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grunt-semvercopy

Identifies and copies the contents of a folder named with Semantic Versioning

grunt-semvercopy

Identifies and copies the contents of a folder named with Semantic Versioning

This plugin requires Grunt ~0.4.1

If you haven't used Grunt before, be sure to check out the Getting Started guide, as it explains how to create a Gruntfile as well as install and use Grunt plugins. Once you're familiar with that process, you may install this plugin with this command:

npm install grunt-semvercopy --save-dev

Once the plugin has been installed, it may be enabled inside your Gruntfile with this line of JavaScript:

grunt.loadNpmTasks('grunt-semvercopy');

In your project's Gruntfile, add a section named semvercopy to the data object passed into grunt.initConfig(). semvercopy is a multi-task.

grunt.initConfig({
semvercopy: {
taskTarget: {
resources: {
name: "ResourceName",
range: "~1.1.1",
parentDirectory: "//NETWORK/Path/To/Parent/",
dest: './Destination/Path/'
}
}
},
})

Type: string

The name of the resource you would like to pull in.

Type: string

A valid SemVer range used to identify the max SemVer folder. See node-semver for supported ranges.

Type: string

The path to the parent directory of the SemVer named folders.

Type: string Default value: ./{name}/

The destination folder to copy the contents of the max SemVer folder.

You have an external dependency on a CoreAPI which is organized on disk into SemVer named folders.

You would like to copy the contents of version ~1.1 into your current project in the location ./resources/api/.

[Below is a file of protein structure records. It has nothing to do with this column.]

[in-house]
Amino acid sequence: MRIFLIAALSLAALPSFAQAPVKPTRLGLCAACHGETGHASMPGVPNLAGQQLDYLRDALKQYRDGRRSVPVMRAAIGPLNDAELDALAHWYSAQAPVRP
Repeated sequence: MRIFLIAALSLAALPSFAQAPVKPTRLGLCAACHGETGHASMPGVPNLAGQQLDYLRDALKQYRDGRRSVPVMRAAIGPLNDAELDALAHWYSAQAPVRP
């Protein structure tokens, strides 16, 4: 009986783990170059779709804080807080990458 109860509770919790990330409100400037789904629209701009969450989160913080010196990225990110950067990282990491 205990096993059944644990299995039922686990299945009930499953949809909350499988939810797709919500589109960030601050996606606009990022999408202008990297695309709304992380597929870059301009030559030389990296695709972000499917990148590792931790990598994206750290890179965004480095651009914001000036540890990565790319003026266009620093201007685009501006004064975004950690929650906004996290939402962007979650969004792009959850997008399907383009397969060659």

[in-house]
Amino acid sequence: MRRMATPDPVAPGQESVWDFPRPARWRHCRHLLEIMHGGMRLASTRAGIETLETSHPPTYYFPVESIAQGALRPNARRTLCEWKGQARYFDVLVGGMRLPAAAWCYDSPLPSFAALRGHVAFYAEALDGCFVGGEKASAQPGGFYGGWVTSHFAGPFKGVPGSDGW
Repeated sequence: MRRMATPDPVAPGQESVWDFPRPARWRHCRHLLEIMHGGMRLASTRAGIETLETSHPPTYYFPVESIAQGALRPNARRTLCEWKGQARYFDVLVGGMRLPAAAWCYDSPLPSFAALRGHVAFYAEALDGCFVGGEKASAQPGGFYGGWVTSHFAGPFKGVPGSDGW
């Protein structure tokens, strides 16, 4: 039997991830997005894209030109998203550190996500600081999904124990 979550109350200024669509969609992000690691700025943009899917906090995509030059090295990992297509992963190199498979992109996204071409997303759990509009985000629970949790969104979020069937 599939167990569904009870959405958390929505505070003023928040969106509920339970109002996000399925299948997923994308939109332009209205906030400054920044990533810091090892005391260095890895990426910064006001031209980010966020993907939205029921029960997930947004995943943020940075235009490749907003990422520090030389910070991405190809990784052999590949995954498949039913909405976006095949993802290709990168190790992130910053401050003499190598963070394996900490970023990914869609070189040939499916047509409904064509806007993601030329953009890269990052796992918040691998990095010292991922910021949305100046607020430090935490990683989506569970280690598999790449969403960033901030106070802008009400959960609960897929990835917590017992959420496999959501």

A possible gruntfile could look like -

grunt.initConfig({
semvercopy: {
development: {
resources: {
name: "CoreAPI",
range: "~1.1",
parentDirectory: "//NETWORK/CoreAPI/",
dest: './resources/api/'
}
}
},
})

When run, the contents of //NETWORK/CoreAPI/1.1.2/ will be copied into ./resources/api/.

Resources can either be place directly in the gruntfile config or configured from within a JSON file. When multiple resources are found, every resource is acted upon naive of others that have or will run.

Single Object

grunt.initConfig({
semvercopy: {
taskTarget: {
resources: {
name: "ResourceName",
range: "~1.1.1",
parentDirectory: "//NETWORK/Path/To/Parent/",
dest: 'Optional/Destination/Path'
}
}
},
})

Single JSON file

grunt.initConfig({
semvercopy: {
taskTarget: {
resourcesFiles: 'path/to/someFile.json'
}
},
})

Multiple Objects

grunt.initConfig({
semvercopy: {
taskTarget: {
resources: {
name: "ResourceName",
range: "~1.1.1",
parentDirectory: "//NETWORK/Path/To/Parent/",
dest: 'Optional/Destination/Path'
},{
name: "AnotherResourceName",
range: "~1.1.1",
parentDirectory: "//NETWORK/Path/To/AnotherParent/",
dest: 'AnotherOptional/Destination/Path'
}
}
},
})

Multiple JSON files

grunt.initConfig({
semvercopy: {
taskTarget: {
resourcesFiles: ['path/to/someFile.json', 'path/to/anotherFile.json']
}
},
})

In the above examples, resourceFiles are valid json files that contain the resources object/array.

Single Objects

{
"resources": {
"name": "ResourceName",
"range": "~1.1.1",
"parentDirectory": "//NETWORK/Path/To/Parent/"
}
}

Multiple Objects

{
"resources": [
{
"name": "ResourceName",
"range": "~1.1.1",
"parentDirectory": "//NETWORK/Path/To/Parent/"
},{
"name": "AnotherResourceName",
"range": "~1.1.1",
"parentDirectory": "//NETWORK/Path/To/AnotherParent/"
}
]
}

In lieu of a formal styleguide, take care to maintain the existing coding style. Add unit tests for any new or changed functionality. Test your code using Grunt.

(Nothing yet)